Swiss pharmaceutical firm Novartis has announced that its Sandoz division will provide a portfolio of 15 not-for-profit generic and over-the-counter (OTC) medicines to developing countries to treat the patients with Covid-19 symptoms.
Novartis has said that it will provide medicines to governments, NGOs and other institutional customers in up to 79 eligible nations until a vaccine or curative treatment is available.
Eligible countries should feature in the World Bank’s list of low-income and lower-middle-income, said the Swiss firm.
Novartis Global Health Chief Operating Officer Dr Lutz Hegemann said: “Access to medicine can be a challenge for patients in low- and lower-middle-income countries and the situation has worsened during Covid-19.
“With our Covid-19 portfolio, we wish to help address the additional healthcare demands of the pandemic in the countries we are targeting.”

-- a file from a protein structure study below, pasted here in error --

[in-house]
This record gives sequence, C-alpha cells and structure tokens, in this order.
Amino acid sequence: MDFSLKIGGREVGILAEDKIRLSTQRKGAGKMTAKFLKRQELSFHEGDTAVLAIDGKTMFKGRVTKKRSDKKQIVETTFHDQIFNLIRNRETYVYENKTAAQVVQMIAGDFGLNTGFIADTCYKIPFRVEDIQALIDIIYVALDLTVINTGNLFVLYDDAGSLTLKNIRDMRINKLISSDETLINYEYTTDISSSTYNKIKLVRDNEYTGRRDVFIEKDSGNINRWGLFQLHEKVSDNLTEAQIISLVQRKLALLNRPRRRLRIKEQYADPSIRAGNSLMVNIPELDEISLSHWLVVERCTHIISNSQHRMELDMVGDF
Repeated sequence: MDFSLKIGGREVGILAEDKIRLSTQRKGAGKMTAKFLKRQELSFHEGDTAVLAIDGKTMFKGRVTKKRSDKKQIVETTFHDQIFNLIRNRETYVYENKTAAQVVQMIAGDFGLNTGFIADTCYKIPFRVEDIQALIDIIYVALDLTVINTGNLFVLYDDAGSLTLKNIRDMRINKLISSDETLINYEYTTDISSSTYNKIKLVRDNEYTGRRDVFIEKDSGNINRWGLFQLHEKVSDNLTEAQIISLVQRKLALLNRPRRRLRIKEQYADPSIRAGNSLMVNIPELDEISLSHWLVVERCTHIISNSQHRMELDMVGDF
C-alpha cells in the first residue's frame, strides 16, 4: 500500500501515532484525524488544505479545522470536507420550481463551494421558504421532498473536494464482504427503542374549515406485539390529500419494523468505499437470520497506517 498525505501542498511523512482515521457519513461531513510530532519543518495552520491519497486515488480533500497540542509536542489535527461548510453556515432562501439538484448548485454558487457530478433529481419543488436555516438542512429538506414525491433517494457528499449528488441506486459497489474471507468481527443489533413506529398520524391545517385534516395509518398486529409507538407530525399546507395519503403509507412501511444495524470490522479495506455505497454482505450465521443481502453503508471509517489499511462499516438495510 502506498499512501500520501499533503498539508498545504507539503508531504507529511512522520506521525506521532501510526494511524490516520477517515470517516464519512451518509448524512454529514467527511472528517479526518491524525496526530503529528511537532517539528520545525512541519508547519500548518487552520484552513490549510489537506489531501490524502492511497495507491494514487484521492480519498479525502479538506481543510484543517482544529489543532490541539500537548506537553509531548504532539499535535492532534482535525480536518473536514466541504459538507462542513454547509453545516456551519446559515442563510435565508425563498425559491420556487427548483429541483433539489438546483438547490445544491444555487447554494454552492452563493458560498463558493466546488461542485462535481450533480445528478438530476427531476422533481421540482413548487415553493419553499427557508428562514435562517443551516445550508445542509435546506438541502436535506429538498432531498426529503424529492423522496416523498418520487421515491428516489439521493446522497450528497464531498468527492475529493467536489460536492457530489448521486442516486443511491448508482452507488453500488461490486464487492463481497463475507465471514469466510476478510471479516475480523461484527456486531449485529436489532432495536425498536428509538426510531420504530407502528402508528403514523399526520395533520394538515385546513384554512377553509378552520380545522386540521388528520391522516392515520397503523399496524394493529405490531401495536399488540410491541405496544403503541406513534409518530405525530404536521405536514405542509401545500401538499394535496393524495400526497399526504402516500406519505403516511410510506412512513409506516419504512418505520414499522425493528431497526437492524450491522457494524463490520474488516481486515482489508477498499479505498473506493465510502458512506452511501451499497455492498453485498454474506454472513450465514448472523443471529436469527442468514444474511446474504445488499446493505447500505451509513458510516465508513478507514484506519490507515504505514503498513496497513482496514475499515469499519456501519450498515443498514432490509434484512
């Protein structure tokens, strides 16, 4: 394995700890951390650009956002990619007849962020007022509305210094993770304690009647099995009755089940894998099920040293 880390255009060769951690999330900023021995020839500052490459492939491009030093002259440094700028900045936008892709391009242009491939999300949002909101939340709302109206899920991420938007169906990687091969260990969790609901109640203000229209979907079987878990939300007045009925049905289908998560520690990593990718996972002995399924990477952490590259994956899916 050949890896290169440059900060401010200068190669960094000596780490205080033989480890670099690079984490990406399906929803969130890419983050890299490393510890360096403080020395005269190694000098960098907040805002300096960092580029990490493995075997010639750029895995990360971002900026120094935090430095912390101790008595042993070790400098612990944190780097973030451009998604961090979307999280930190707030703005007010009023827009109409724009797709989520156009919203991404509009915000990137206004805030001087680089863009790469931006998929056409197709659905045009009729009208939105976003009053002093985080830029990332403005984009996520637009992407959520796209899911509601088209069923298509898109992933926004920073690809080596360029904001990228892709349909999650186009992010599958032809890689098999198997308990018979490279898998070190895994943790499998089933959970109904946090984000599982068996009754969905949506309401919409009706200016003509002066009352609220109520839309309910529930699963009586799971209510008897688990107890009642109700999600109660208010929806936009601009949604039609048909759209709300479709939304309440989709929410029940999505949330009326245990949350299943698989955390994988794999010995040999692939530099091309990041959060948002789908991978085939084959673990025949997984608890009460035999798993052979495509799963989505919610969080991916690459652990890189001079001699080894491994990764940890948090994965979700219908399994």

The patients with Covid-19 are known to face inflammation and respiratory problems that can result in severe medical complications and even death.
Novartis said that its Covid-19 portfolio of medicines can be used for treating gastro-intestinal illness, severe respiratory symptoms, pneumonia and septic shock.
The portfolio of medicines includes Amoxicillin, Ceftriaxone, Clarithromycin, Colchicine, Dexamethasone, Dobutamine, Fluconazole, Heparin, Levofloxacin, Loperamide, Pantoprazole, Prednisone, Prednisolone, Salbutamol and Vancomycin.
The medicines are said to be selected based on clinical relevance and availability to meet the global demand.
Sandoz CEO Richard Saynor said: “This initiative builds on our earlier global commitment to keep prices stable for a basket of essential drugs used to treating Covid-19 patients.
“The Covid-19 Response Portfolio for low-income and lower-middle-income countries is designed to support governments in treating Covid-19 symptoms before they lead to complications in patients.”
The portfolio of medicines will be provided in addition to the Novartis Access portfolio through the local affiliate of Novartis or Sandoz.